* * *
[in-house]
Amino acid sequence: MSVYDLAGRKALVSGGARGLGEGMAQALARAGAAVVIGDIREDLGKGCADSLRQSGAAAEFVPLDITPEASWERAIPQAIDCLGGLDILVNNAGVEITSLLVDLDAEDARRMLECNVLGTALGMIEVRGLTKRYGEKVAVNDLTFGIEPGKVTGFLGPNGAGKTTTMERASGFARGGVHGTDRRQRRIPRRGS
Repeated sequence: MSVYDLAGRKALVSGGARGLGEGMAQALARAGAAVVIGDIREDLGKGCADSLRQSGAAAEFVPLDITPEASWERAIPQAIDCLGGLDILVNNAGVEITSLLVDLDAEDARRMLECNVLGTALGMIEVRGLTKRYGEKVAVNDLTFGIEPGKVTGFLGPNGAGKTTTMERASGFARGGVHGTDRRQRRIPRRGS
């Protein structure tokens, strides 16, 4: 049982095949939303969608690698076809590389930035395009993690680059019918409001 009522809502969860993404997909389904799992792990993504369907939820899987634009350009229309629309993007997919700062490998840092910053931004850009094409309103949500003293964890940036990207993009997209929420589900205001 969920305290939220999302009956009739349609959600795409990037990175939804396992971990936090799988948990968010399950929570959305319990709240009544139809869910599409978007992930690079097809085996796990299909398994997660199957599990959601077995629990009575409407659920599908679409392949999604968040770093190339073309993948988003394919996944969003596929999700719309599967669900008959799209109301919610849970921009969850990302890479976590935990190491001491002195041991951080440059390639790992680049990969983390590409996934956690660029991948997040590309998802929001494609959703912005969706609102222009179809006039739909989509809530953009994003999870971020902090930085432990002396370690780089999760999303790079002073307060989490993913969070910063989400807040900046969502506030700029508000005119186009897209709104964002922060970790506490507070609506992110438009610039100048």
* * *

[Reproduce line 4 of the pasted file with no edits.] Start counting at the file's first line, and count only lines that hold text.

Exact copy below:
């Protein structure tokens, strides 16, 4: 049982095949939303969608690698076809590389930035395009993690680059019918409001 009522809502969860993404997909389904799992792990993504369907939820899987634009350009229309629309993007997919700062490998840092910053931004850009094409309103949500003293964890940036990207993009997209929420589900205001 969920305290939220999302009956009739349609959600795409990037990175939804396992971990936090799988948990968010399950929570959305319990709240009544139809869910599409978007992930690079097809085996796990299909398994997660199957599990959601077995629990009575409407659920599908679409392949999604968040770093190339073309993948988003394919996944969003596929999700719309599967669900008959799209109301919610849970921009969850990302890479976590935990190491001491002195041991951080440059390639790992680049990969983390590409996934956690660029991948997040590309998802929001494609959703912005969706609102222009179809006039739909989509809530953009994003999870971020902090930085432990002396370690780089999760999303790079002073307060989490993913969070910063989400807040900046969502506030700029508000005119186009897209709104964002922060970790506490507070609506992110438009610039100048």